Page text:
Once all of the shortlisted vendors have been interviewed, each one should be scored again using the same scoring criteria as prior to the shortlist process. Information provided in the interview regarding capabilities should be updated on the scoring sheet to reflect any new information. References should be checked for the software vendors that are most likely to be selected. Specific questions should be asked that will help determine if their previous customers are satisfied.
At the end of this process if no single vendor appears to outperform the rest or if several vendors appear to be an equally good fit, you may consider performing actual site visits at agencies that are using the proposed software. During a site visit, communicate with the actual users of the system, not just those involved in the selection and purchase. Observing a system in use can be a helpful determinant in understanding if a system can meet your agency's needs. The key is to select a system that best works for your agency needs, and not one that meets someone else's requirements.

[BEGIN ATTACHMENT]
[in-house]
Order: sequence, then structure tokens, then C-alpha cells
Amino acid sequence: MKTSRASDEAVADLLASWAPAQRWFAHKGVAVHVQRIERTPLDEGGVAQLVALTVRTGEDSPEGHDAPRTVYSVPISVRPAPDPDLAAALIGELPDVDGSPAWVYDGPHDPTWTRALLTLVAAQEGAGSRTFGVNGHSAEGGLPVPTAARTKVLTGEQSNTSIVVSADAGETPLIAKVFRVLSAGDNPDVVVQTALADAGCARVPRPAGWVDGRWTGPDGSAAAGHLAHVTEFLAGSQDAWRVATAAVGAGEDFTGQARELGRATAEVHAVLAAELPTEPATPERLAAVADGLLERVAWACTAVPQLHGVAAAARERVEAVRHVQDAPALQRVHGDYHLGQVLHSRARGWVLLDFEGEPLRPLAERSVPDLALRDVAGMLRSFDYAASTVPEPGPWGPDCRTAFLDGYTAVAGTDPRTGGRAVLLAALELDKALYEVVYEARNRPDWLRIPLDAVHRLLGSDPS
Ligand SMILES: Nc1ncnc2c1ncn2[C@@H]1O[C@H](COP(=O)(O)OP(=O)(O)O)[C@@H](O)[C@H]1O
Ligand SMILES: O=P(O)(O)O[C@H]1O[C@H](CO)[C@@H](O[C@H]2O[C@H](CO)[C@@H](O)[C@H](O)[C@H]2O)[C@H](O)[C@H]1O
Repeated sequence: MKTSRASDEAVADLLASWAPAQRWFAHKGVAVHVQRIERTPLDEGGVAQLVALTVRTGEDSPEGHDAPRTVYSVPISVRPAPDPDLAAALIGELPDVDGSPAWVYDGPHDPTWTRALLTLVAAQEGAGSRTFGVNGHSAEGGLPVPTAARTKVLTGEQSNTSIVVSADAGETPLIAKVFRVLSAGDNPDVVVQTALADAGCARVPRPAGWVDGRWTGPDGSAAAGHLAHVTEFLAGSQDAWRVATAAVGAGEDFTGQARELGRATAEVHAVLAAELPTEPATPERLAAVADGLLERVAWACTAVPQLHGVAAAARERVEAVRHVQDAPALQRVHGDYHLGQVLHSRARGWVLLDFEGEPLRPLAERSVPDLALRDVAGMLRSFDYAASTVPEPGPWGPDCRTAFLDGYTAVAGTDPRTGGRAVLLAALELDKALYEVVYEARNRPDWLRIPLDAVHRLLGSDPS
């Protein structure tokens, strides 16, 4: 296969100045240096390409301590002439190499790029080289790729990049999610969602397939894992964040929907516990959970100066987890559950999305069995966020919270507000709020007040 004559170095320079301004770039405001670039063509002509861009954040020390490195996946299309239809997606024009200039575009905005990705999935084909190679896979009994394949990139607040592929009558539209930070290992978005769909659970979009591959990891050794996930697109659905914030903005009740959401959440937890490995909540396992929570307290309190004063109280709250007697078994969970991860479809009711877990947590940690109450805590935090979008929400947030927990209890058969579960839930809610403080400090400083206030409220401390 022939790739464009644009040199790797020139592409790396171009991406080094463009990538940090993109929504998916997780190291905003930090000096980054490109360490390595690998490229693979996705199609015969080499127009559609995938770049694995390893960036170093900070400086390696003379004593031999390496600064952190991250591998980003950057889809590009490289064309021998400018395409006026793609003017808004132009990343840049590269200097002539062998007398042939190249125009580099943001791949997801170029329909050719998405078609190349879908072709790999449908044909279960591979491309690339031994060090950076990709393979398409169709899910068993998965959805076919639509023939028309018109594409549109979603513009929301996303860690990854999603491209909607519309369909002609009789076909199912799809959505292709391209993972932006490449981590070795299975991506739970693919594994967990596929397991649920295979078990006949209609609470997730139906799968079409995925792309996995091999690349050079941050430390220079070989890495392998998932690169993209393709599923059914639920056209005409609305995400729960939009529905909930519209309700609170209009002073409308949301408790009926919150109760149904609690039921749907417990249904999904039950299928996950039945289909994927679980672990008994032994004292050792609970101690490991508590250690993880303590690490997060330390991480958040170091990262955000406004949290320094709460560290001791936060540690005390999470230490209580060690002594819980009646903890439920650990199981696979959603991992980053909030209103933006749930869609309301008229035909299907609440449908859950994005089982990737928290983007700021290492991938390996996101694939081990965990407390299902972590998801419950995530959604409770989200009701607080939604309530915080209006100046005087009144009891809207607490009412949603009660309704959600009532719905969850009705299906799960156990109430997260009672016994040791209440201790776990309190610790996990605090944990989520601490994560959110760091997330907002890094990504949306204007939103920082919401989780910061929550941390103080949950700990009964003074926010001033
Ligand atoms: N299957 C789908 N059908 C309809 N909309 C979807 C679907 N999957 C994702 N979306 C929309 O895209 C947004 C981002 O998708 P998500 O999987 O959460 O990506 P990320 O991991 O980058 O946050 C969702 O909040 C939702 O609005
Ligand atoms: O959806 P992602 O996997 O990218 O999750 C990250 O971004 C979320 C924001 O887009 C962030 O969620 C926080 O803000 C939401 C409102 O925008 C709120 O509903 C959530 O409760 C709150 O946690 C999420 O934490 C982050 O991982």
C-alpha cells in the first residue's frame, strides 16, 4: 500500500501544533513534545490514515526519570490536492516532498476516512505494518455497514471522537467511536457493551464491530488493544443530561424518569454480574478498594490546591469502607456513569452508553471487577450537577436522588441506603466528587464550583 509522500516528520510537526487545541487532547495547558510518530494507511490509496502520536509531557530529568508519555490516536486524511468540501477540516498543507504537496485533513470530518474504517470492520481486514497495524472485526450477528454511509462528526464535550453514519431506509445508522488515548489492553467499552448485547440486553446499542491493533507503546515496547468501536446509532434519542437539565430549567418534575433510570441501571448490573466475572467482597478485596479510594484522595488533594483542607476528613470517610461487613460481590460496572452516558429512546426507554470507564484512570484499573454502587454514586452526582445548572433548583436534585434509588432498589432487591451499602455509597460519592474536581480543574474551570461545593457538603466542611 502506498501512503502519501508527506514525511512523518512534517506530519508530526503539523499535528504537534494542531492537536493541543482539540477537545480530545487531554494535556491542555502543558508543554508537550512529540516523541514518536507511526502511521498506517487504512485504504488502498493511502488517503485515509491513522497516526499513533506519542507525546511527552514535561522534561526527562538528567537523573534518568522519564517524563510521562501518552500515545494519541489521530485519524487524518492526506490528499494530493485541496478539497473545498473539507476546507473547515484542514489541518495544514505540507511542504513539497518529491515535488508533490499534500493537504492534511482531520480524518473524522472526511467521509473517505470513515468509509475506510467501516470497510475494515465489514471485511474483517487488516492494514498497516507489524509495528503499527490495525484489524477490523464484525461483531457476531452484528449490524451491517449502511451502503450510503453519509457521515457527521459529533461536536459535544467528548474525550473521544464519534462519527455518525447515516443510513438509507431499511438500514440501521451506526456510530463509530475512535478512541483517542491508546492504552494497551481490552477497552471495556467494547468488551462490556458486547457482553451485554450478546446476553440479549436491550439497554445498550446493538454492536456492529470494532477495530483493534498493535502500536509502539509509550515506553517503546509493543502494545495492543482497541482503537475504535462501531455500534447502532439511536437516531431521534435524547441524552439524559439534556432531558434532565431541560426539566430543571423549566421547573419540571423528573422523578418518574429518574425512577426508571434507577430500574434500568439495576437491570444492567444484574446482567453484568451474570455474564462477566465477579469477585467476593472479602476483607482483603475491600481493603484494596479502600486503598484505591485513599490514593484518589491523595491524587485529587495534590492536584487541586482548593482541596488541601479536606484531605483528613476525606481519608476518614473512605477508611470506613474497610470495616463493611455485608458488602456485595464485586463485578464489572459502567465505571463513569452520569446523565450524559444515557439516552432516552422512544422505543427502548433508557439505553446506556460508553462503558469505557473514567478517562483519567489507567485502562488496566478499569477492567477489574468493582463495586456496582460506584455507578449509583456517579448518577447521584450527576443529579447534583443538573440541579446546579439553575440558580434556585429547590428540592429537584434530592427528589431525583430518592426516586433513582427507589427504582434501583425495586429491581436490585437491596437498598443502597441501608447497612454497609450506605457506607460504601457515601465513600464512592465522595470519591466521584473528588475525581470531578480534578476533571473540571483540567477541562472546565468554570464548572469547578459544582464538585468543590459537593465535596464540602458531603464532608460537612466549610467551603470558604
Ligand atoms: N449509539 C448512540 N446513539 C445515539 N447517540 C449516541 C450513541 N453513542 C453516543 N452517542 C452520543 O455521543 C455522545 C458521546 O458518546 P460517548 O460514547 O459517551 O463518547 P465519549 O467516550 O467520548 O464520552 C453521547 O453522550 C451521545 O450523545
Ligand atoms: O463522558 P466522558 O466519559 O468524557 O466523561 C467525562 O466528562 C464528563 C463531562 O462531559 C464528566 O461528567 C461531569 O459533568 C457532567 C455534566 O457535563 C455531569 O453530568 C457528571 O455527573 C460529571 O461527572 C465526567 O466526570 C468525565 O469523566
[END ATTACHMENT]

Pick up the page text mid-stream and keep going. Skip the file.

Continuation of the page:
Software System Selection
Cost should not be the determining factor as to whether a vendor should be shortlisted, as it is difficult even with standard formats to get a similar cost submittal. Agencies often have a specific amount budgeted for software, which may not be consistent with the price of the software they would like. Once all of the vendors have been scored a second time, then cost should be considered. When evaluating, it is important to look at total cost—not just the price of the software. The price of training, supporting hardware and software, data population and annual upgrades can greatly impact the cost. The total cost of a system should be taken into consideration along with all other relevant factors in the scoring.